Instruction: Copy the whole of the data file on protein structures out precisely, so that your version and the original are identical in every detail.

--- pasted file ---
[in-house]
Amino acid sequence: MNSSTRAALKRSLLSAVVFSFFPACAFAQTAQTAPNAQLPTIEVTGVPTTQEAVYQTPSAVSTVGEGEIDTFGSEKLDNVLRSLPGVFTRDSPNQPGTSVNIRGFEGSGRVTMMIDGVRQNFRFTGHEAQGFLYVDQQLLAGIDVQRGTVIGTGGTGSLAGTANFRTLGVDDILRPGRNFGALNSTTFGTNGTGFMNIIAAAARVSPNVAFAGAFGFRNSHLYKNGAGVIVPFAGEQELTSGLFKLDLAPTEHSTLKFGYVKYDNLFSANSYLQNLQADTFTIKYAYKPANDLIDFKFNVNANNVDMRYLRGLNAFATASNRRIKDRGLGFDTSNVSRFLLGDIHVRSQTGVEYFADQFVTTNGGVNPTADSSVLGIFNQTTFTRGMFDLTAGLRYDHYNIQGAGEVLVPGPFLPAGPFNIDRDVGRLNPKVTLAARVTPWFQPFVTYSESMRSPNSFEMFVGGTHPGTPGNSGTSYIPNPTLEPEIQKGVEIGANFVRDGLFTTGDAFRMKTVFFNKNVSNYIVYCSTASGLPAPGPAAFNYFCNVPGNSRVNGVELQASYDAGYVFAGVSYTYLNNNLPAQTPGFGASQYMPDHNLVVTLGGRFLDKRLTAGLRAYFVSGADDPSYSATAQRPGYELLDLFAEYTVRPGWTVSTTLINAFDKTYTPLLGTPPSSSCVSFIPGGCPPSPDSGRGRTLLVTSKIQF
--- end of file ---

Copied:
[in-house]
Amino acid sequence: MNSSTRAALKRSLLSAVVFSFFPACAFAQTAQTAPNAQLPTIEVTGVPTTQEAVYQTPSAVSTVGEGEIDTFGSEKLDNVLRSLPGVFTRDSPNQPGTSVNIRGFEGSGRVTMMIDGVRQNFRFTGHEAQGFLYVDQQLLAGIDVQRGTVIGTGGTGSLAGTANFRTLGVDDILRPGRNFGALNSTTFGTNGTGFMNIIAAAARVSPNVAFAGAFGFRNSHLYKNGAGVIVPFAGEQELTSGLFKLDLAPTEHSTLKFGYVKYDNLFSANSYLQNLQADTFTIKYAYKPANDLIDFKFNVNANNVDMRYLRGLNAFATASNRRIKDRGLGFDTSNVSRFLLGDIHVRSQTGVEYFADQFVTTNGGVNPTADSSVLGIFNQTTFTRGMFDLTAGLRYDHYNIQGAGEVLVPGPFLPAGPFNIDRDVGRLNPKVTLAARVTPWFQPFVTYSESMRSPNSFEMFVGGTHPGTPGNSGTSYIPNPTLEPEIQKGVEIGANFVRDGLFTTGDAFRMKTVFFNKNVSNYIVYCSTASGLPAPGPAAFNYFCNVPGNSRVNGVELQASYDAGYVFAGVSYTYLNNNLPAQTPGFGASQYMPDHNLVVTLGGRFLDKRLTAGLRAYFVSGADDPSYSATAQRPGYELLDLFAEYTVRPGWTVSTTLINAFDKTYTPLLGTPPSSSCVSFIPGGCPPSPDSGRGRTLLVTSKIQF